It’s common for consumers who use a recurring service to designate a credit or debit card that the service provider can charge each month. With the automated clearing house, this is much less common. Dwolla Inc. says that’s because it’s too difficult and time-consuming for most businesses to set up ACH bank transfers for regular payments of different amounts, so on Wednesday the Des Moines, Iowa-based company launched an application programming interface it says puts “on-demand” transfers on par with card-on-file transactions.
The new API, which can be branded by the service business, is aimed at usage-based providers like utility companies, advertising platforms, cloud-services vendors, and charities that might bill users on a regular basis.
Such businesses could request a credit card, but ACH transfers are dramatically cheaper to process. “Credit cards, even direct-debit cards, are just too expensive,” Ben Milne, Dwolla’s chief executive, tells Digital Transactions News. “Paying a $1 fee or a 60-cent fee is the kind of thing our customers are trying to get away from.”
Programming these transfers, though, is likely to tax most information technology staffs. The ACH rulebook alone is more than 500 pages, while know-your-customer and anti-money-laundering regulations add to the complexity. “Not everyone is going to be excited about on-demand bank transfers, but this is a notoriously difficult, time-consuming thing for [businesses] to set up, and we’re making it simple for them,” Milne says.
The most likely potential market the API opens up for Dwolla amounted to some 890 million transactions in the third quarter last year, according to figures from NACHA, the rules-setting organization for the ACH. That number represents the volume of so-called prearranged payment and deposit transactions.
Some experts, though, are skeptical about how much of this volume the new API will capture, at least early on. “Theoretically, that number is the possible market for Dwolla’s solution, but I expect the real possible market size is considerably smaller, perhaps 1% of that amount,” says Nancy Atkinson, a senior analyst at the Aite Group who follows the ACH, by email. “I suppose it could be more, but most of the direct debits that are already processed today are automatic month over month. I think Dwolla will have more luck with new direct debits, rather than transitioning existing set-ups. It took decades for the NACHA volume to build, so I think it will start slowly and perhaps grow over time for the Dwolla solution.”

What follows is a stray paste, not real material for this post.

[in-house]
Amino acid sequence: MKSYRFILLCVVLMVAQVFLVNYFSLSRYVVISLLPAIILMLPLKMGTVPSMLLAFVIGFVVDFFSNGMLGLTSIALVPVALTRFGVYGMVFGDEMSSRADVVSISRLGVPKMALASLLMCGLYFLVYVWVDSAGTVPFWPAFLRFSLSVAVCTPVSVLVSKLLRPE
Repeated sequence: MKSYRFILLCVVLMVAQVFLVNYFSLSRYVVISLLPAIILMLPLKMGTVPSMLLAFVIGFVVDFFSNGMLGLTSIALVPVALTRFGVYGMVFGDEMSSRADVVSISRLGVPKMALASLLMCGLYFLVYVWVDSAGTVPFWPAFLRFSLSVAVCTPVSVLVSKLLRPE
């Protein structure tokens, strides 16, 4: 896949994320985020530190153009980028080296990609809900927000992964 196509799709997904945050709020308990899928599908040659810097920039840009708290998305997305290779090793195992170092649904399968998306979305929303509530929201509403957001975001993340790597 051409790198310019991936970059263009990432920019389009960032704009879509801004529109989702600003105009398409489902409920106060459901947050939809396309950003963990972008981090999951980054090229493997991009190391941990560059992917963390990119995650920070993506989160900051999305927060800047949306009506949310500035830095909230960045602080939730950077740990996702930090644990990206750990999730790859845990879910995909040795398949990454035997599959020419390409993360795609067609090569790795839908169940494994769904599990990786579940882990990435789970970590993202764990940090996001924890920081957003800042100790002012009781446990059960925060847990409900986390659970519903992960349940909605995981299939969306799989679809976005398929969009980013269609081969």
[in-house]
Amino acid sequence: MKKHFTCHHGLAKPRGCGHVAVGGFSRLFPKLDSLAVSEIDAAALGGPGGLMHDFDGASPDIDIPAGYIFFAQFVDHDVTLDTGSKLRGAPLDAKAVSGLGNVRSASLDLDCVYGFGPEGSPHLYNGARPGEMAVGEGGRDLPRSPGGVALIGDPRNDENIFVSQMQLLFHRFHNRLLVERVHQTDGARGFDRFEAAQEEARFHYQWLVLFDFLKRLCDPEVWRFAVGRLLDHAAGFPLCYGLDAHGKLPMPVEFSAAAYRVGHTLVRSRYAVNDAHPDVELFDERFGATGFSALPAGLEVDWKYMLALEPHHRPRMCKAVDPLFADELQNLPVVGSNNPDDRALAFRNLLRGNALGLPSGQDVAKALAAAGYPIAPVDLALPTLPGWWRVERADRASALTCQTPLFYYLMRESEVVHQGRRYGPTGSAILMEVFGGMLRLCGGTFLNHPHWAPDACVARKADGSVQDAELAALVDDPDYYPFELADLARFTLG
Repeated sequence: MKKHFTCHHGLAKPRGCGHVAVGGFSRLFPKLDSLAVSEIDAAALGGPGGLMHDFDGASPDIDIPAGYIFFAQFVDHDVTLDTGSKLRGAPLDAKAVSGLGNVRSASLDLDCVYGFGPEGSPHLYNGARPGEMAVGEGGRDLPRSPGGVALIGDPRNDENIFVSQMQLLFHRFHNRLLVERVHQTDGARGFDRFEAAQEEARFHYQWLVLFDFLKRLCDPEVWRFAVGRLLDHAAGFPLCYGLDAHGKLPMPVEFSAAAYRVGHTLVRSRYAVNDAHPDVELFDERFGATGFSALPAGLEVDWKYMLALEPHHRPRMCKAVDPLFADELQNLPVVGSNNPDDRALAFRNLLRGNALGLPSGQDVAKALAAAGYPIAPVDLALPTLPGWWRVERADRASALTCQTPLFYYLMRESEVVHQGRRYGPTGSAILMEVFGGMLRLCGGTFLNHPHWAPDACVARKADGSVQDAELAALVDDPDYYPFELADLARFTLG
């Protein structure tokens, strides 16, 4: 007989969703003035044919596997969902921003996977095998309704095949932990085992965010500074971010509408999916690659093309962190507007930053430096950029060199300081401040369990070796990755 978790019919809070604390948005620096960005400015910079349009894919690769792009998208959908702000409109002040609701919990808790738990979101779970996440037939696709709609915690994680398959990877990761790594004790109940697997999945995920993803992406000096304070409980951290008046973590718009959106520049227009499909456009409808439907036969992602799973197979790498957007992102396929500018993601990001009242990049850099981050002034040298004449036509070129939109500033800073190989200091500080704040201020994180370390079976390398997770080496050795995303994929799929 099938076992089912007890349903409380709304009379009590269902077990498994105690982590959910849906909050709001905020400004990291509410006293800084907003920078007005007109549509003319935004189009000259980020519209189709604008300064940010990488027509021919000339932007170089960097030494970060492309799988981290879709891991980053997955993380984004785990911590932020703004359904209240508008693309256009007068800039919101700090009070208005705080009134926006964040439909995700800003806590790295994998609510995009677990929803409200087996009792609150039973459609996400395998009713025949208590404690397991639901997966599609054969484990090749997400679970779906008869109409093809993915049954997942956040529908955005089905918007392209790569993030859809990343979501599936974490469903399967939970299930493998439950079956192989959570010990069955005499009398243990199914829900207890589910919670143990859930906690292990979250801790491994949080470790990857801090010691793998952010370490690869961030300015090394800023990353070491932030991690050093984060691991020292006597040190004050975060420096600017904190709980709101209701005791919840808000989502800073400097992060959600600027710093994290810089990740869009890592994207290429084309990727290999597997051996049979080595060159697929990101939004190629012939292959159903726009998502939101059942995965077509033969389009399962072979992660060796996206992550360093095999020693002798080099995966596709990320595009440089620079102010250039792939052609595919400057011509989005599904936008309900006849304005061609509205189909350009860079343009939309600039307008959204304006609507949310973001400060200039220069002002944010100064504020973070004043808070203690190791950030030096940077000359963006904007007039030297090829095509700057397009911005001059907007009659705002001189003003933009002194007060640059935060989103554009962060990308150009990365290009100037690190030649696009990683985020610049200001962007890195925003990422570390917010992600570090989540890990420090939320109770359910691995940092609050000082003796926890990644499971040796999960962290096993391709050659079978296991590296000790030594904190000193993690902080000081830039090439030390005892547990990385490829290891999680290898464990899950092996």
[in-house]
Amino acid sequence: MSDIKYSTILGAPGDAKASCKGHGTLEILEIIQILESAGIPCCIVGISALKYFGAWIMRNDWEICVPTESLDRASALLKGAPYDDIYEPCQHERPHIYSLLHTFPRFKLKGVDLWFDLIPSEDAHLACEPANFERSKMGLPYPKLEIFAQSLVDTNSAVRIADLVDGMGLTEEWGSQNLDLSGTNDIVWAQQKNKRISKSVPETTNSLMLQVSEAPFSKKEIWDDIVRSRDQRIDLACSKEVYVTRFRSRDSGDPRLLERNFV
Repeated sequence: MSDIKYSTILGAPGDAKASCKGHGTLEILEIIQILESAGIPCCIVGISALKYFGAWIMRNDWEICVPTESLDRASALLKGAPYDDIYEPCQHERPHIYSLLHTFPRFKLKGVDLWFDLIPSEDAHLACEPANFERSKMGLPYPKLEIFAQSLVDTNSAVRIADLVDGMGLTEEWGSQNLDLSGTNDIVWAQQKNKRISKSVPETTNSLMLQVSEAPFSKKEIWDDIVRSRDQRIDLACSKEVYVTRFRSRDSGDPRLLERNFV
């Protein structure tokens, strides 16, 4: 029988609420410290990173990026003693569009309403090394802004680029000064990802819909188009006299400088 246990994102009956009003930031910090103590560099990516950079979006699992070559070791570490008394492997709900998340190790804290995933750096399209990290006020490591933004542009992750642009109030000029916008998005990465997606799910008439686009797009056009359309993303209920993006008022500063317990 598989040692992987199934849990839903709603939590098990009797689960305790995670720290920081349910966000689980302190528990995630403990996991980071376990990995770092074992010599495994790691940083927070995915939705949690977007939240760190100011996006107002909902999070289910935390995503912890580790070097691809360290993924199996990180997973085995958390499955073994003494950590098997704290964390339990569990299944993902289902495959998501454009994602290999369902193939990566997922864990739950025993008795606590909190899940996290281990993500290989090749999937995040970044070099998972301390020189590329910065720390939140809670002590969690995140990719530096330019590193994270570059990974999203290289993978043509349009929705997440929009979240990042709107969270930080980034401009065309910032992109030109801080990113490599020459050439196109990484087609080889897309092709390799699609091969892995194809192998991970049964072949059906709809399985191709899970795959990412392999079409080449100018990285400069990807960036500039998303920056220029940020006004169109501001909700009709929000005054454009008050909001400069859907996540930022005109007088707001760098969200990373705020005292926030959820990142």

Through the API, end users need set up and authorize payment only once by selecting their bank, choosing an account, and entering their log-in credentials. “We wanted to run multiple transactions with one authorization,” Milne says. This is done routinely with credit cards, but has been “expensive, time-consuming, and riddled with confusion” for ACH transfers, he adds. Funds are transferred first to one of Dwolla’s partner banks—Veridian Credit Union or BBVA Compass Bank—and from there to the client’s bank.
Following a decision last year to do away with transaction fees and rely instead on billing for value-added services that come with its APIs, Dwolla is not charging businesses per-transaction. Instead, it’s levying monthly fees that depend on the range of services the client uses. These can range from $1,500 to $20,000, Milne says. He will not talk about any current users of the new API.
But while Dwolla has erased its transaction fees, clients could impose their own payment fees on end users. “What we charge our white-label clients for is to use our infrastructure and put their name on it, with opportunities to build custom features,” says Milne.
The new API isn’t the first from Dwolla that clients can brand, or “white-label,” themselves. The company released its first white-label API, a tool that lets companies or government agencies use the ACH for payouts to individuals, in September.
With the latest white-label API, Dwolla hopes it has addressed a larger potential market—businesses that sell usage-based services and want a streamlined way to collect payment. “Usage might be different every month, but there’s going to be a bill every month, and they need to be able to pull that money in every month,” says Milne.